The outlets 25, 26, leading to the pipes 22 and 24, for example, are formed with valve seats, against which are adapted to seat, at proper times, valves 27', 28, carried by the diaphragms it and t respectively The space above the diaphragms it and a is in communication with the air line 7 through pipes 30, 31;

The action of the controllers H, l, is as follows: Whenthe pressure of the air in the air line 7, and consequently in the pipe 5, 1s

greater than the pressure. of the fuel and water, respectively, in the pipes land 10, the air above the diaphragms h and '5 flex the diaphras in such manner as to seat the valves 27, 28, upon the seats 25, 26,- and thus close the return passagesto the fuel and water reservoirs, respectively. Consequently, the full supply of fuel and water is injected into the generator A, through the inlets 2 and ll, respectively.

In case the pressure of the air falls, the diaphragms 7t and a will carry the valves 25 and 26 away from the-seats, so as to open the return passa to the fuel and water reservoirs, respective y. Thereupon all,-or aportion of? the fuel and water, respectively,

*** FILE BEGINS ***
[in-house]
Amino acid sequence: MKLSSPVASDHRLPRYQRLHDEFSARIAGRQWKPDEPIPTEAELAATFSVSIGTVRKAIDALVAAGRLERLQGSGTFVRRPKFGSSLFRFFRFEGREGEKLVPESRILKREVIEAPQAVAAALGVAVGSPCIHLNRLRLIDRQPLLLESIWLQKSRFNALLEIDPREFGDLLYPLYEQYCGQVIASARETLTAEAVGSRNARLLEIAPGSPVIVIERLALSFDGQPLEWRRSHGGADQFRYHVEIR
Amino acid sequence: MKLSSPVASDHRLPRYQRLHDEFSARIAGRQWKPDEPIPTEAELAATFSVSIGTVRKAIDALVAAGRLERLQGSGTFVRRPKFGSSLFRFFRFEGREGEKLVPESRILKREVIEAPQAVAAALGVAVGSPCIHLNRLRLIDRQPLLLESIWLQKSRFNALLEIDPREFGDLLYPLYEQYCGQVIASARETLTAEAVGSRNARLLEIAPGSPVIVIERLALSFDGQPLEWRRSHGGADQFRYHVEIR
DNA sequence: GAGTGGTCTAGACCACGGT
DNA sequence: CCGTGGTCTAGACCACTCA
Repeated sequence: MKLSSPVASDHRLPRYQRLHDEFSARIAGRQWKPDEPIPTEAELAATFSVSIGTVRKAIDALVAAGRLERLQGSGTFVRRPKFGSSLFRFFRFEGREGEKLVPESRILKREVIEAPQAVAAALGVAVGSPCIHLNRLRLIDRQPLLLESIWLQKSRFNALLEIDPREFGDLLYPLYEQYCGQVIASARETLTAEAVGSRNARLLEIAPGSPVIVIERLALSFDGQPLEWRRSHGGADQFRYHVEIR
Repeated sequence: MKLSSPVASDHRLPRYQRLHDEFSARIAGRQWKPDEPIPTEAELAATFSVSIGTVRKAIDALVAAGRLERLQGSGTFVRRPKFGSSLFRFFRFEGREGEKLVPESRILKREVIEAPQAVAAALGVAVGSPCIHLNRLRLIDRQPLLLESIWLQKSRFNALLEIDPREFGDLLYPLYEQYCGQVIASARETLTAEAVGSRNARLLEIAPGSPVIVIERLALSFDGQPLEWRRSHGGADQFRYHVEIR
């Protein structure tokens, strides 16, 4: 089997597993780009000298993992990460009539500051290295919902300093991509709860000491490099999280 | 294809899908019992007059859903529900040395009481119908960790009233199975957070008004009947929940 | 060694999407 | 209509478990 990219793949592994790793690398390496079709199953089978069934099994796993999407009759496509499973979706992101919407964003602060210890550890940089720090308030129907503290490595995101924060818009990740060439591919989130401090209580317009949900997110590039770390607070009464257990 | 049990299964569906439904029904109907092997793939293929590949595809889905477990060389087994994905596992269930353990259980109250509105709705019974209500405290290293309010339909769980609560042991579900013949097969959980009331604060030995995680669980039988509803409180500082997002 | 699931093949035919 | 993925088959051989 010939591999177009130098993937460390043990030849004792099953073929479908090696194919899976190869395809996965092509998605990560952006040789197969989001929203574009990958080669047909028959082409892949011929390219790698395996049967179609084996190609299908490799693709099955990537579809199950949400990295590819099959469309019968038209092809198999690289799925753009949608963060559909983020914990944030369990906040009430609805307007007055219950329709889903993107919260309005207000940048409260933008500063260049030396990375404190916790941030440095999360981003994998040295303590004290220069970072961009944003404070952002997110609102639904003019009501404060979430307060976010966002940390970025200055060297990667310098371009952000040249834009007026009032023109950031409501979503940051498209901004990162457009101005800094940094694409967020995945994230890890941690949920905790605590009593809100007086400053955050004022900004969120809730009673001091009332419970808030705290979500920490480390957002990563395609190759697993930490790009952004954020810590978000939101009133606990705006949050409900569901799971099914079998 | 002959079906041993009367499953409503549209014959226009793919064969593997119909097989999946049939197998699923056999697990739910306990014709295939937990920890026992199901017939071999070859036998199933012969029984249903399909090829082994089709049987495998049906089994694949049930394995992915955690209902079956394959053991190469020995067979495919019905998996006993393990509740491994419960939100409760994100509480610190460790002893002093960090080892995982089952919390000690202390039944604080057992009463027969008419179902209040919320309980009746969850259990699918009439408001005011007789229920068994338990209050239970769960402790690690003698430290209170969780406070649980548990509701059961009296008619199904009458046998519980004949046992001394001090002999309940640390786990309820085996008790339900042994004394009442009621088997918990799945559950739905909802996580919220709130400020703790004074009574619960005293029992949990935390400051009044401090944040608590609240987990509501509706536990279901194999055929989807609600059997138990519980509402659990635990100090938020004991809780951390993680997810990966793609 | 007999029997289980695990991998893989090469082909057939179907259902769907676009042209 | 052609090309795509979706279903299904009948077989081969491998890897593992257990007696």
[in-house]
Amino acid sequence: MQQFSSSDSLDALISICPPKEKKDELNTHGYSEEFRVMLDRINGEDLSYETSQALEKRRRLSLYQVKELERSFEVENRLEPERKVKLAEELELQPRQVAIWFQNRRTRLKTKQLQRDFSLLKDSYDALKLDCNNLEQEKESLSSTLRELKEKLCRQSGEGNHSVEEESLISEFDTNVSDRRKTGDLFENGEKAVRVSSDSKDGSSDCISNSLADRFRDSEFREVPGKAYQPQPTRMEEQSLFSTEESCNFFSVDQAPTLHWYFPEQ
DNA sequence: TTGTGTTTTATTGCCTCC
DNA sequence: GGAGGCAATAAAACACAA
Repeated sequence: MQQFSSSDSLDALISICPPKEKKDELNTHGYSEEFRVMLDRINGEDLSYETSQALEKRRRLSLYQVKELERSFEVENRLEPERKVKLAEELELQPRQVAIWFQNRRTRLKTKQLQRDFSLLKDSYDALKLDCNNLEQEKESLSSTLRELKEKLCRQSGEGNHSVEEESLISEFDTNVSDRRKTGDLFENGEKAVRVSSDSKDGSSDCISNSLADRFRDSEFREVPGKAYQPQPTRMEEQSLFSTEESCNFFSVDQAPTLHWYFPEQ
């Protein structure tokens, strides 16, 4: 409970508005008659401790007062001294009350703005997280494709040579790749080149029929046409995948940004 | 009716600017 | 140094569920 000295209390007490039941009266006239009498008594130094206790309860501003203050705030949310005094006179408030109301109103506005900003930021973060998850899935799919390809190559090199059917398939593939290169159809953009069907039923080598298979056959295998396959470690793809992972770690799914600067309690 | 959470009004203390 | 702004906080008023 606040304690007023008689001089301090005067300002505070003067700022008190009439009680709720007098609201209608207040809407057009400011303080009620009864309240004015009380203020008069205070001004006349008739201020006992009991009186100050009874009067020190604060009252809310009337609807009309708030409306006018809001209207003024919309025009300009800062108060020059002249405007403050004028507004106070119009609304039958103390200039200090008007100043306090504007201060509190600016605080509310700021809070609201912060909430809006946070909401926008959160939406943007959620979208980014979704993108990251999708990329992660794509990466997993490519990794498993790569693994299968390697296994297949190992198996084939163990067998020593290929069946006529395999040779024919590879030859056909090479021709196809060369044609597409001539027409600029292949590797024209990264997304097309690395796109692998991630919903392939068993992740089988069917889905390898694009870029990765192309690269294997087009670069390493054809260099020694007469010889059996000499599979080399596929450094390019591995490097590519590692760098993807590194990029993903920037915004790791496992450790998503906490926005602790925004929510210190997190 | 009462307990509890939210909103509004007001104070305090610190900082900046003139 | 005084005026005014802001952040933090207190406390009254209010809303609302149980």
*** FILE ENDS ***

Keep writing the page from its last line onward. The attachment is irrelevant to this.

pumped into the supply pipes l and 10, will return to the reservoirs via the return pipes 21, controller H, pipe 22, and pipe 23, controller T, and pipe 24, respectively.

The water supplied to the generator. A is preferably pre-heated, the preheating being accomplished by conducting the water through a waterjacket 4:0 in the air compressor, and through a water jacket 41 around the generator A. The water is thereby pro-heated, heat which would otherwise be radiated from the compressor and generator being thereby usefully employed, and, furthermore, said compressor, and the walls of the generator, are cooled, which is desirable.